Dear brothers and sisters,
My dear compatriots,
June 20th is the day dedicated each year to the commemoration of the courage and resilience of refugees around the world, forced by the barbarism and intolerance of governments to go into exile. It is also an opportunity to take stock of the situation of refugees. According to UNHCR, 65.6 million people were uprooted worldwide by the end of 2016 due to conflicts and persecutions.
From now on, at home in Cameroon, this commemoration painfully reminds us of the bloody and blind tragedies that are taking place in the northern, eastern, north-western and south-western parts of our country. What seemed to be impossible has become a brutal reality for us in Cameroon.
The case of the English-speaking regions of our country is of particular concern. In fact, the incompetence and condescension of the government led to the degeneration of legitimate corporatist claims into a serious crisis, then into an armed conflict ravaging the South-West and North-West regions, thus sending thousands of innocent and defenceless Cameroonians into exile. The lucky ones managed to find refuge in neighbouring Nigeria. I take this opportunity to present to this brotherly and friendly country all the gratitude of the Cameroonian people, for the fraternal welcome it offers to our compatriots in distress.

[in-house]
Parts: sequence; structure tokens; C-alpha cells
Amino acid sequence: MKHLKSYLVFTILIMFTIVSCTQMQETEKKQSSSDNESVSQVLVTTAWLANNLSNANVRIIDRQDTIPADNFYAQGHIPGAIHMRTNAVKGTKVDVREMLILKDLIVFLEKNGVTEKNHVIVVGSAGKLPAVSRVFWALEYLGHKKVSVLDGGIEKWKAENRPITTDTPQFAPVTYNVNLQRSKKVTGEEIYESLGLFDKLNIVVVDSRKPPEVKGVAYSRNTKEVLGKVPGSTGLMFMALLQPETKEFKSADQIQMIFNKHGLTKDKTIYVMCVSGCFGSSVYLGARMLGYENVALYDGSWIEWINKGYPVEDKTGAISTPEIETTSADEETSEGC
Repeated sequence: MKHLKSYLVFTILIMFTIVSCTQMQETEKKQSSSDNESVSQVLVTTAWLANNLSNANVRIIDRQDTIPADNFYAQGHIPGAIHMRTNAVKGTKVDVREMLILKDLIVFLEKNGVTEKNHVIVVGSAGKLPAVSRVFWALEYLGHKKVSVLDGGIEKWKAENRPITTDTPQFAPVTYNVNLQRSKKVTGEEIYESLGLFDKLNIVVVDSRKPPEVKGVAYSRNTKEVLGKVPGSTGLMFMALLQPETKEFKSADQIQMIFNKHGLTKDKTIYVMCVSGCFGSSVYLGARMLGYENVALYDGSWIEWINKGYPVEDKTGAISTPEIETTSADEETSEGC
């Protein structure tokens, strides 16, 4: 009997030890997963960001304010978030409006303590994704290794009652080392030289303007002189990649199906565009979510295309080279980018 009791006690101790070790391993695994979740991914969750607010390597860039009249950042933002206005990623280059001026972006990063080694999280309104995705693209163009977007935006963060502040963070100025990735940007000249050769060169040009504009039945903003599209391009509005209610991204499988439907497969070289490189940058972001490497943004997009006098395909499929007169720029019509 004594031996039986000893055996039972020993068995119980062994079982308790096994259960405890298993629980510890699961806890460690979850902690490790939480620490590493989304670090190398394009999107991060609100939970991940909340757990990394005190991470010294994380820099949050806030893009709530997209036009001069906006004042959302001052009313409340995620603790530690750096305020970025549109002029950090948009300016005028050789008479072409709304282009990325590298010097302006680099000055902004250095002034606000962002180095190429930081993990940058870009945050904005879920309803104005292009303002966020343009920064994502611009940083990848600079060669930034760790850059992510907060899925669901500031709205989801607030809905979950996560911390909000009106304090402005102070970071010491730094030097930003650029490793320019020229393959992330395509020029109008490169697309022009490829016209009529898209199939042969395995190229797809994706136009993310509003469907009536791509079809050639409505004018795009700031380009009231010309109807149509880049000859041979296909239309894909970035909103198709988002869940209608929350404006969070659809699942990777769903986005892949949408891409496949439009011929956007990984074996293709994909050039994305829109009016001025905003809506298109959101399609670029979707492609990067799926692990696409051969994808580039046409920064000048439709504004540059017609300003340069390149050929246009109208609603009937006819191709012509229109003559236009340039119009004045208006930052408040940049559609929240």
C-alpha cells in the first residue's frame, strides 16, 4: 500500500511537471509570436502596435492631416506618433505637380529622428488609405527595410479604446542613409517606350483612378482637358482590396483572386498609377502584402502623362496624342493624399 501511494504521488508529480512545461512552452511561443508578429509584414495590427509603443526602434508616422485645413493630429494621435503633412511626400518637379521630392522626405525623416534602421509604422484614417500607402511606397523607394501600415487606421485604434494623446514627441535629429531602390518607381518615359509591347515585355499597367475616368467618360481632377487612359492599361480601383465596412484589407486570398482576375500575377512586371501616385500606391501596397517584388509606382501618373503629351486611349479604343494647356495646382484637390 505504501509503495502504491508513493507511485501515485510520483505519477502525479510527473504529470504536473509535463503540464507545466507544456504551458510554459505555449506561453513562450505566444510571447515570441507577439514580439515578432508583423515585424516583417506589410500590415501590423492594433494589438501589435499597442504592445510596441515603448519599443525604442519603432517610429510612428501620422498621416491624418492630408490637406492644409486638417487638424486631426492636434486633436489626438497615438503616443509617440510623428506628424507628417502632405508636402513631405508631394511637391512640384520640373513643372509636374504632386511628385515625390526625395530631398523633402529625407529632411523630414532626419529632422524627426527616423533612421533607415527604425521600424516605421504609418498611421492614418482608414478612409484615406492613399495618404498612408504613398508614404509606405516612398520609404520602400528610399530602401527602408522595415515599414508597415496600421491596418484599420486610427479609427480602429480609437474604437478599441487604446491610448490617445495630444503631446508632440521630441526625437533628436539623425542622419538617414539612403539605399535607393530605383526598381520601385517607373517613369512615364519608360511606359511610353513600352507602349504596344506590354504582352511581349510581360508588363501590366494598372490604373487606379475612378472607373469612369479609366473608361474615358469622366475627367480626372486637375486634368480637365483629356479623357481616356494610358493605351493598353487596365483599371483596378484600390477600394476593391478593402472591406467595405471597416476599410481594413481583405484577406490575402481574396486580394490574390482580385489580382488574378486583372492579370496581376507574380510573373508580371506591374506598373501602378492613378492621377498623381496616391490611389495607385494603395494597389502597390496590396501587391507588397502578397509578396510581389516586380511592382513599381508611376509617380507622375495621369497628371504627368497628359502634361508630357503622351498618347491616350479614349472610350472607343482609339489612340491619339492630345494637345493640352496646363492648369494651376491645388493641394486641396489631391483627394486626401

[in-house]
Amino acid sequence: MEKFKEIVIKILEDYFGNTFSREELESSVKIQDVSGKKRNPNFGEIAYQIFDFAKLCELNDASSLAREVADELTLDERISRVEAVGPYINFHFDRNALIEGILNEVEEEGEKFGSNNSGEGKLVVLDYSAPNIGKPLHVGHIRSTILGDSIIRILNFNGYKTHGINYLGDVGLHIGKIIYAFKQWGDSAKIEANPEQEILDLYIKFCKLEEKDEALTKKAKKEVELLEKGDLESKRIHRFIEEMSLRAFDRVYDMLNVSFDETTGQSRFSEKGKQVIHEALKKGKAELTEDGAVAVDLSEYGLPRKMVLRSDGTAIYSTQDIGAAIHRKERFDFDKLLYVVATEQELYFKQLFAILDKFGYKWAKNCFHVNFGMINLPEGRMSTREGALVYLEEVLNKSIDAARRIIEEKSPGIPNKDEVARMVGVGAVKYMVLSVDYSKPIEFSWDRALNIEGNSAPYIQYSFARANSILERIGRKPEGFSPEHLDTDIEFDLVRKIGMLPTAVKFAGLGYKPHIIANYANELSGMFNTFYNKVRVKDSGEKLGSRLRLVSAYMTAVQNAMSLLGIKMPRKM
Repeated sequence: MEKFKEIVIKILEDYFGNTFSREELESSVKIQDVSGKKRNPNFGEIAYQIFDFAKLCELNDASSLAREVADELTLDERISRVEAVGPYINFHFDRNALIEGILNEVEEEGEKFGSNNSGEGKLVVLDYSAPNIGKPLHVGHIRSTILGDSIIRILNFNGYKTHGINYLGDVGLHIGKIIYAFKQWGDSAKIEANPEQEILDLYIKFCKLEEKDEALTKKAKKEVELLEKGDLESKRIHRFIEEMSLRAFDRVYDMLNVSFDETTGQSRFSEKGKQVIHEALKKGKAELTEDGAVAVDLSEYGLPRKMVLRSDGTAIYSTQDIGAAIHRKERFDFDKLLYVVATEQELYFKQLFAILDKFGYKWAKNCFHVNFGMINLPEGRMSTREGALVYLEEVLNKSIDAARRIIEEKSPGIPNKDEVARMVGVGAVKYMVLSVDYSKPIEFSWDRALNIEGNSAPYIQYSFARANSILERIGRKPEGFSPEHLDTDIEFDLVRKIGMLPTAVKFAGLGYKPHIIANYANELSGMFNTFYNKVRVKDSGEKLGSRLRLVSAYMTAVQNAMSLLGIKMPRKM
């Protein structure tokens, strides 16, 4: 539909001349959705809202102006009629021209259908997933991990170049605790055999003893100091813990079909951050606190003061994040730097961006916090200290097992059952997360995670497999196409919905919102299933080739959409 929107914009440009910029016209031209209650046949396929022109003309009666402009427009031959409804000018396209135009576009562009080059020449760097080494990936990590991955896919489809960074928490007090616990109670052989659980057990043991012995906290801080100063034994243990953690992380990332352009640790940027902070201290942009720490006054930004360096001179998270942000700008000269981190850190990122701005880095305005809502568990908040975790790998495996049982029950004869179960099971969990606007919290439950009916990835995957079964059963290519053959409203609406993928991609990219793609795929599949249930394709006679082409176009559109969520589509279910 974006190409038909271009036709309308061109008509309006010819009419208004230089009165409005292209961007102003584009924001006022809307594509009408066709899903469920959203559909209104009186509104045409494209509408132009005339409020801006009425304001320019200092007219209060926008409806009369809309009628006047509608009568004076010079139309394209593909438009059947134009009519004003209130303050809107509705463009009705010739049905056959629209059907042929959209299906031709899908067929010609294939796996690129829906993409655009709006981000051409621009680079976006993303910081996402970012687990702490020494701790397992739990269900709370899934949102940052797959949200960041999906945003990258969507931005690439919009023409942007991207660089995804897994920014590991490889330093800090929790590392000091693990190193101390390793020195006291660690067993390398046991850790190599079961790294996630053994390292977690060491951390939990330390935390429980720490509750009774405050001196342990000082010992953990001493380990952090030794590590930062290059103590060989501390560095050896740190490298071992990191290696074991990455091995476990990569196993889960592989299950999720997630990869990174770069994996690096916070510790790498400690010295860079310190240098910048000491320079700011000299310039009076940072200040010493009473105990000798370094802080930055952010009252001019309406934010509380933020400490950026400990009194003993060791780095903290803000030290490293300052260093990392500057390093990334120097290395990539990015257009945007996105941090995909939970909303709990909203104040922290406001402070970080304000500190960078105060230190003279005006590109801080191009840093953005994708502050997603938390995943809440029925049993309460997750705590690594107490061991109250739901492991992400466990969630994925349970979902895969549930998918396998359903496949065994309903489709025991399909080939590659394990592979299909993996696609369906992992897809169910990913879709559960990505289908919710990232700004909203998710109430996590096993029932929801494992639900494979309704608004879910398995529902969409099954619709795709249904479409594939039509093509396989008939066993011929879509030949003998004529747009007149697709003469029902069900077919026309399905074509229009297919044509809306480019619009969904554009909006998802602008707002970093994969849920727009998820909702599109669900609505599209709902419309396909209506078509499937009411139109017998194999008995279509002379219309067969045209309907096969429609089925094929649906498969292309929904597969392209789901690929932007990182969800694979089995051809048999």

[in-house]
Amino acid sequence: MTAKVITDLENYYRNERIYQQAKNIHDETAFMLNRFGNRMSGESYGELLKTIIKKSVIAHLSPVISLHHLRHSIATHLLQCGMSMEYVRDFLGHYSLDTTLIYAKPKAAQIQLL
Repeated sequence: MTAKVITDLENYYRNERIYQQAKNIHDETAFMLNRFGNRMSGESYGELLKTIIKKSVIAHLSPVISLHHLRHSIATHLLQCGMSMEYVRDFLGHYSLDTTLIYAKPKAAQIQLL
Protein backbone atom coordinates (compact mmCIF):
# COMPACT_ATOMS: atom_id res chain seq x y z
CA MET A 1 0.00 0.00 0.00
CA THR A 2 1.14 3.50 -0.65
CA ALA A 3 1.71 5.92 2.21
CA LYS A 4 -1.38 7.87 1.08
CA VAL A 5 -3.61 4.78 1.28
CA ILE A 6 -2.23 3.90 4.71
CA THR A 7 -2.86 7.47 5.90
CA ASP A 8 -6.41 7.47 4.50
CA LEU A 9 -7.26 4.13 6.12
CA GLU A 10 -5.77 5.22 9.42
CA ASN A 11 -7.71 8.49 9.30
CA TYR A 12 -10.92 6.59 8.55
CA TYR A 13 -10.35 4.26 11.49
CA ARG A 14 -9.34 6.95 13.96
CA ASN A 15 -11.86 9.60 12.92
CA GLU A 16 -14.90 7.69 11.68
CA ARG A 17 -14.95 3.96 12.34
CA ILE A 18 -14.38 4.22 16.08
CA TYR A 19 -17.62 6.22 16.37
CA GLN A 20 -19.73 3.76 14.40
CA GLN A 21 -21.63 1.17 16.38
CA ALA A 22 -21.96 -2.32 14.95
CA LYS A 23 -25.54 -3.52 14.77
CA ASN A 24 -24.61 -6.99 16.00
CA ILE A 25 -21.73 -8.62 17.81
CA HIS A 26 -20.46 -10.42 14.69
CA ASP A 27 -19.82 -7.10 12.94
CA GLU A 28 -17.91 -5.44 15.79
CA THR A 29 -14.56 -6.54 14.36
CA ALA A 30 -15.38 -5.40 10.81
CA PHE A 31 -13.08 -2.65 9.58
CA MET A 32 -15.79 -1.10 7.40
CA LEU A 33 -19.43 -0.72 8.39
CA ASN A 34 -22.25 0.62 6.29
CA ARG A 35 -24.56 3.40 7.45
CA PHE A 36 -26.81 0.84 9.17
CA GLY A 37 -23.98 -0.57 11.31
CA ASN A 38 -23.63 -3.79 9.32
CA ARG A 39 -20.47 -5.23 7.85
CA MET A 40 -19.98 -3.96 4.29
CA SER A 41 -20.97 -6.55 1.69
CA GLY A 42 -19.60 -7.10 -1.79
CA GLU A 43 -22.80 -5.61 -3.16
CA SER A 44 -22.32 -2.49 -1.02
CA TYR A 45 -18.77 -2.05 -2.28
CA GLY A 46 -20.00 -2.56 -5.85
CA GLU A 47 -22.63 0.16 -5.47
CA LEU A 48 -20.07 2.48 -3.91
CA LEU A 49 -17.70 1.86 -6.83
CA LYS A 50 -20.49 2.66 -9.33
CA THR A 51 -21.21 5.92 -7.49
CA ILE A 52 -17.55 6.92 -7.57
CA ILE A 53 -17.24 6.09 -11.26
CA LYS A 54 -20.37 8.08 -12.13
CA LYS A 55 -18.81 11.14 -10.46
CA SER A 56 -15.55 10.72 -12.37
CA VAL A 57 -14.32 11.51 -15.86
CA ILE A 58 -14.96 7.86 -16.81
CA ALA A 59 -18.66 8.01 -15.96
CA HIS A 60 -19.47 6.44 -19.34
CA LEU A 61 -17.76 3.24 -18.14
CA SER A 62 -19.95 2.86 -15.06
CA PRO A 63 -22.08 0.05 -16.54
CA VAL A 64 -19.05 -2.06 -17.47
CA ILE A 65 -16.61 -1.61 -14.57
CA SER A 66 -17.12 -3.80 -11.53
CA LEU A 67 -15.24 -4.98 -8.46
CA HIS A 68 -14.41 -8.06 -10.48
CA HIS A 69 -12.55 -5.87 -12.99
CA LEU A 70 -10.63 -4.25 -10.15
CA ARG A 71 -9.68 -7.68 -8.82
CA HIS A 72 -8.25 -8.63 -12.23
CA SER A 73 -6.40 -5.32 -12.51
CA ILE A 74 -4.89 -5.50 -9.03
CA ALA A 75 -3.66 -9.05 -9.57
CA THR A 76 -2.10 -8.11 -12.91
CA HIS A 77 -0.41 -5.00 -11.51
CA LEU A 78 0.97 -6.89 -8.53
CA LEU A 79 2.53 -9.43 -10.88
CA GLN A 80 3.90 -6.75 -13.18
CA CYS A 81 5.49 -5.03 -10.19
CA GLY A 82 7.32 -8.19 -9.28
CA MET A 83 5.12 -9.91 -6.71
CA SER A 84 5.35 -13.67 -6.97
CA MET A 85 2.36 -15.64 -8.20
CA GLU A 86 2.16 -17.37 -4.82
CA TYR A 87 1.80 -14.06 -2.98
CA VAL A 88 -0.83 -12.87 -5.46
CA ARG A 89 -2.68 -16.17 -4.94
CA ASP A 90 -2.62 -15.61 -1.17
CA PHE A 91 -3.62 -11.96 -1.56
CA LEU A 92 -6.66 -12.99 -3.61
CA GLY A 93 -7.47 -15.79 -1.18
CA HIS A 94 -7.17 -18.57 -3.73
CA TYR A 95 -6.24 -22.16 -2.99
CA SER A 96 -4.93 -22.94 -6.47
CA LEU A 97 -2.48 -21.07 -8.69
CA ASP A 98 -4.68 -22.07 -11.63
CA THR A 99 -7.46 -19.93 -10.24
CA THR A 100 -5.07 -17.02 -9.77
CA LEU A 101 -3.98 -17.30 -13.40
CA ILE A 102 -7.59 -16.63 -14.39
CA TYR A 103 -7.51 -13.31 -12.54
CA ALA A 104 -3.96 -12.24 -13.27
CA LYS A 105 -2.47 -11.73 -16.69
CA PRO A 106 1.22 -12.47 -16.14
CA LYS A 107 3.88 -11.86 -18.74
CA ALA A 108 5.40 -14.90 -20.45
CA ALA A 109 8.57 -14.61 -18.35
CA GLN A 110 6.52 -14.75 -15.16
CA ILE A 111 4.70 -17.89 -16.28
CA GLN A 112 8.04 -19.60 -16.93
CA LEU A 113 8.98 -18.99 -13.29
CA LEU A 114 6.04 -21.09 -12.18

According to the Nigerian Emergency Management Agency (SEMA), more than 43,000 people have found refuge in the states of Cross River (33,000) and Benue (10,000), since the beginning of the conflict in the two English-speaking regions of Cameroon. To these are added thousands more established in the states of Taraba and Akwa Ibom, according to the Office of the United Nations High Commissioner for Refugees (UNHCR). The same source indicates that women and children constitute 80% of this population, exposed to begging for some, to sexual and gender-based violence and to prostitution for others. This overwhelming information cannot leave responsible leaders indifferent. Yet, this is the case of Cameroonian leaders. I am devastated by their insensitivity and inaction in the face of such disaster and such suffering that martyred our brothers and sisters. Unless they do not consider them as their compatriots, I cannot understand such indifference.
To those Cameroonians from the North-West and South-West regions who are and will forever be my compatriots, I would like to testify on this World Refugee Day, the expression of my deepest sympathy and solidarity with your suffering.
I have never been comfortable with the situation of abandonment in which you find yourselves. That’s why I did not fold my arms. Since last May, we have been trying to visit the refugee camps in Nigeria to bring you comfort. We took the necessary procedural steps with the offices of the United Nations High Commissioner for Refugees (UNHCR), the World Food Program (WFP) and the Nigerian Consulate in Douala. We have also moved closer to a Cameroonian Foundation in the English-speaking area to share experience with such a visit. Unfortunately, we have not been able to obtain the necessary security guarantees that would have allowed us to carry out this mission, which is close to our hearts, without undue risk. Without discouragement, we continue to work on it. God willing, I will come here shortly to take you home, to our home in our dear and beautiful country.